Zeilen is een combinatie van wetenschap en kunst. En voor wie daar meer over wilt weten schrijft Albert De Nijs, instructeur bij de De Zeezeilers van Marken wekelijks een rubriek met tips&trics van de Royal Yachting Association.
Helming a yacht is lots of fun, for a few hours. Sailing short-handed, a form of self-steering (electrical or mechanical) is mission critical on longer offshore passages, and certainly for ocean sailing. Most sailors use the autopilot, but windvanes can steer the boat relative to the wind, and don’t depend on electrical power. In this article we will discuss this ultimate blue-water tool.
A windvane operates in the free flow of the wind. When the vane is vertical, the yacht is on course, when it is deflected the system is adjusting course. For the system to work properly, the boat needs to be nicely balanced, no excessive heel, not overpowered and sails trimmed to remove any lee or weather helm. You don’t want the windvane system to fight an out-of-trim yacht for 24/7!
To change direction, just alter the vane’s angle to the wind. These systems steer an angle relative to the apparent wind. During a wind-shift the yacht will wander off-course, but the sails will remain in trim. You can allow the yacht to wander off course, just be aware if and when it happens. Broad reaching they offer remarkable gybe protection, and close hauled or close reaching they are able to keep the boat nicely in the groove.
There are 2 types of windvanes, the servo pendulum system (SPS) and auxiliary rudder system (ARS).
The well-known Aries windvane is a servo pendulum system. This windvane uses a servo paddle (in the water) to multiply its force. When the windvane is deflected from vertical, the servo paddle is moved sideways like a pendulum. With lines this power is transferred to the tiller or wheel to operate the boat’s own rudder.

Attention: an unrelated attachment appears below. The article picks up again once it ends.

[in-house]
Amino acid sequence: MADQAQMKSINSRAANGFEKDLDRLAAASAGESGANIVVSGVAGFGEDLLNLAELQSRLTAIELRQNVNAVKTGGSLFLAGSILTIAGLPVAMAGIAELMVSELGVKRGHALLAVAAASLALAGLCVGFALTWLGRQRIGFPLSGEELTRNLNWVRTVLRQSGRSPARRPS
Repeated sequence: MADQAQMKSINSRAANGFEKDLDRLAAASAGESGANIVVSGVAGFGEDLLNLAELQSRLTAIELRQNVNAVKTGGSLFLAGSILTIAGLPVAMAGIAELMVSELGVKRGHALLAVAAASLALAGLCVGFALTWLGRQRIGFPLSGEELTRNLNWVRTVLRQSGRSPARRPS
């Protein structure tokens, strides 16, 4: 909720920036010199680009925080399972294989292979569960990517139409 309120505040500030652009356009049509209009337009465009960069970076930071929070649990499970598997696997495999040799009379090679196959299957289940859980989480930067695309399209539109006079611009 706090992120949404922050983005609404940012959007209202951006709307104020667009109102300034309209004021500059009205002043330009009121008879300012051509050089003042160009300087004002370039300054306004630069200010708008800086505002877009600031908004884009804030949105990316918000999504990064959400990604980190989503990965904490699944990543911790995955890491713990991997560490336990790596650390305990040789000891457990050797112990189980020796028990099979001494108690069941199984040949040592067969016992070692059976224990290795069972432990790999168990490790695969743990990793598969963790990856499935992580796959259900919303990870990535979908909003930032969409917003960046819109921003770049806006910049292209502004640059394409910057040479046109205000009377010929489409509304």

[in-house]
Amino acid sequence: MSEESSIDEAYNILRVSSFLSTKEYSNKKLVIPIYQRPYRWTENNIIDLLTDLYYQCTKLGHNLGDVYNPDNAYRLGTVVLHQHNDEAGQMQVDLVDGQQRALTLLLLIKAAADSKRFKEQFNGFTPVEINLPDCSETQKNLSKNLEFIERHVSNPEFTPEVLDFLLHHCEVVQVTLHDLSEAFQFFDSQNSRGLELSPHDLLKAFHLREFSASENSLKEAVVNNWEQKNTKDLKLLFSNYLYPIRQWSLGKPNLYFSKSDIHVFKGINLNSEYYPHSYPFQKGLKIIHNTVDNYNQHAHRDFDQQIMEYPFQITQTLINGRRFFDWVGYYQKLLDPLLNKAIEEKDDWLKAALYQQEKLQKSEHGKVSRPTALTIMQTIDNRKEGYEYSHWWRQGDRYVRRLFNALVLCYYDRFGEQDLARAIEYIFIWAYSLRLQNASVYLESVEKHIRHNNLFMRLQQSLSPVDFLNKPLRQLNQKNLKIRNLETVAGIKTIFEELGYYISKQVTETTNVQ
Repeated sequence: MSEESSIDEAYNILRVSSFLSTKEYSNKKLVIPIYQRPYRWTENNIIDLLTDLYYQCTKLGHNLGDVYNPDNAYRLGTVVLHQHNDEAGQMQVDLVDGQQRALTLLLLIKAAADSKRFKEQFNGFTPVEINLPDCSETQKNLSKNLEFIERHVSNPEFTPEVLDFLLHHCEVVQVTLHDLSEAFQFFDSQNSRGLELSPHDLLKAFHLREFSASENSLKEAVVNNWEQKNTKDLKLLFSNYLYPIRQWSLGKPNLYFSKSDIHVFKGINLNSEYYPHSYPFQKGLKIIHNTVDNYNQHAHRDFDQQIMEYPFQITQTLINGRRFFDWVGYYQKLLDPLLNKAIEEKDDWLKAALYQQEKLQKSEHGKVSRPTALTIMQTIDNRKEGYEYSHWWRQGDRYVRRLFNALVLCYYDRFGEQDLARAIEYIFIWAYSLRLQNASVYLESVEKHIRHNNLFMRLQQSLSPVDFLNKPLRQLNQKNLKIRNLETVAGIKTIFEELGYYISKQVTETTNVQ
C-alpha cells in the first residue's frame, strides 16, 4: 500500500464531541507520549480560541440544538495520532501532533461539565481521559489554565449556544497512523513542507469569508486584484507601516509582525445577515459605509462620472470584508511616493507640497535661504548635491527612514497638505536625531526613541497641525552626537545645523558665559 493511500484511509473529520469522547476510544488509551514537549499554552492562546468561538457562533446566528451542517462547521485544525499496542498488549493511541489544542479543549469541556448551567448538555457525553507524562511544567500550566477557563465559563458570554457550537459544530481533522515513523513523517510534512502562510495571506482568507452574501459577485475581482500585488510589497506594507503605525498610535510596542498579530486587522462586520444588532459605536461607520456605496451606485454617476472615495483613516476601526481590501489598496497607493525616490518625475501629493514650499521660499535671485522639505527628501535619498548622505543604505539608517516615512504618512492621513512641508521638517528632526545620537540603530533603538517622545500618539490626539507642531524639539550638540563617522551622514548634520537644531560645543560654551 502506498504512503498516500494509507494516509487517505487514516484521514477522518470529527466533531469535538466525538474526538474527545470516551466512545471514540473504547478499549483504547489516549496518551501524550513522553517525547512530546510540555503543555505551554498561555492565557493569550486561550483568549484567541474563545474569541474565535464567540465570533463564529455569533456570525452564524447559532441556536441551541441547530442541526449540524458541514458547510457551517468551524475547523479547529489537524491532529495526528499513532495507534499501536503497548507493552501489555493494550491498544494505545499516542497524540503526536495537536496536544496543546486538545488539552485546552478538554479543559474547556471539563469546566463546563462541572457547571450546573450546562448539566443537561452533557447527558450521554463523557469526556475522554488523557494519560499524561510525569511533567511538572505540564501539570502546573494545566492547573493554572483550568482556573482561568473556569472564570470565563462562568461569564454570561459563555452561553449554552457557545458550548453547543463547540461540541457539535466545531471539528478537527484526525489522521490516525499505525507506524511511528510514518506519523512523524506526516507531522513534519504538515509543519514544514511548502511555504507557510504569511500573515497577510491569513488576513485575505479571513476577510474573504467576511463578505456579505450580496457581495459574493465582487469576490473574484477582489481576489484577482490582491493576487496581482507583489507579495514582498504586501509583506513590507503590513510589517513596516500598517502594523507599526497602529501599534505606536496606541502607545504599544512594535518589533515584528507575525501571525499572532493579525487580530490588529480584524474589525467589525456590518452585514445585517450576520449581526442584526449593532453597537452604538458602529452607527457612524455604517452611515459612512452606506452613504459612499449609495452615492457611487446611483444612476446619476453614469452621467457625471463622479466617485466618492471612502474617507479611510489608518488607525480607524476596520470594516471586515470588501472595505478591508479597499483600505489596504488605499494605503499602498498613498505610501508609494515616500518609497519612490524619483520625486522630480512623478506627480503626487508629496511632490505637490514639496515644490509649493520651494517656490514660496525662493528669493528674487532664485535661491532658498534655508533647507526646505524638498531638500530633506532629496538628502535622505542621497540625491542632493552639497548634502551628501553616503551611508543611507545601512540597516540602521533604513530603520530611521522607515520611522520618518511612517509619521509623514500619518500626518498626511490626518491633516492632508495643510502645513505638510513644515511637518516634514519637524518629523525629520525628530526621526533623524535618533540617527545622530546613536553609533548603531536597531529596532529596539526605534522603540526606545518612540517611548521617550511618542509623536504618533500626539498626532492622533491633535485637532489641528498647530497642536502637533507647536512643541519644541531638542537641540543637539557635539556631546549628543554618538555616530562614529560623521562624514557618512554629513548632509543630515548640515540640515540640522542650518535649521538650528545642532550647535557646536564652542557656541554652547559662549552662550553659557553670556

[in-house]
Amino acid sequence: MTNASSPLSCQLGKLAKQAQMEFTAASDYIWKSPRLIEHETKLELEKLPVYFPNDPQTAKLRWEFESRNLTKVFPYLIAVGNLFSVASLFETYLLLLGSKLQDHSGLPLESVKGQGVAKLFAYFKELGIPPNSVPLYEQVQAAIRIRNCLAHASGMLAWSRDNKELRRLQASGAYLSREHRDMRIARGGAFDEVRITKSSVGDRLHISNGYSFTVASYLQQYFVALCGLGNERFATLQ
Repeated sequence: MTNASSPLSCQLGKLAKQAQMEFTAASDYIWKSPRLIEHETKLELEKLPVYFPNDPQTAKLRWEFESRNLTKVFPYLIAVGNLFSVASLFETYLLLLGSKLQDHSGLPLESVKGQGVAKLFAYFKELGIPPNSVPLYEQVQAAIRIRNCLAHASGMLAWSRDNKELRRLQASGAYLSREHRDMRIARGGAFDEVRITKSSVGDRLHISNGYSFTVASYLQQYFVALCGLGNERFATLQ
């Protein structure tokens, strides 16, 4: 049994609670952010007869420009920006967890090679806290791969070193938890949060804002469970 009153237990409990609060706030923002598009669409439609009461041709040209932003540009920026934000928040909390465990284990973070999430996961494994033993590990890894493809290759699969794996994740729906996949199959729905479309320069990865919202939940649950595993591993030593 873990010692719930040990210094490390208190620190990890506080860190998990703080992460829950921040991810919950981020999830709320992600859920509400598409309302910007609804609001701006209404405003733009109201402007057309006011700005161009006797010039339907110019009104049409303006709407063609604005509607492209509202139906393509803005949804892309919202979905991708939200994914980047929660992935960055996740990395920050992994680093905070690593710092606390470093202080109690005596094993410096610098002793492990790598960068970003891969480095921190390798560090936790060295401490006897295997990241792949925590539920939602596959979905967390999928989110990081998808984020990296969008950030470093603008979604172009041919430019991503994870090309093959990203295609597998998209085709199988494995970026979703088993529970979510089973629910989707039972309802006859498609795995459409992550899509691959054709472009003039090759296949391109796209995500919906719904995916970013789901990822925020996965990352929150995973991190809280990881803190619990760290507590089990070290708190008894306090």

Hydrovane is an auxiliary rudder system. In this system the vane directly drives an extra rudder, while the yachts rudder is centered and fixed. The boats rudder handles any weather helm, the windvane takes care of course corrections. Although less powerful then a servo pendulum system, it works well in a balanced yacht. And it has the advantage that it is basically an emergency rudder!
Windvane self-steering depends on wind to operate (min 5kts). In light winds or when motoring you will have to rely on the autopilot with its fluxgate to steer the boat. In strong winds or gales, windvanes can safely steer the boat relative to the wind, while the crew shelters down below.
Windvanes are the ultimate tools for blue water sailors, both practical and reliable. The electrical autopilot can function as back-up system and for light winds.
Albert de Nijs, Dutch Offshore Sailing Academy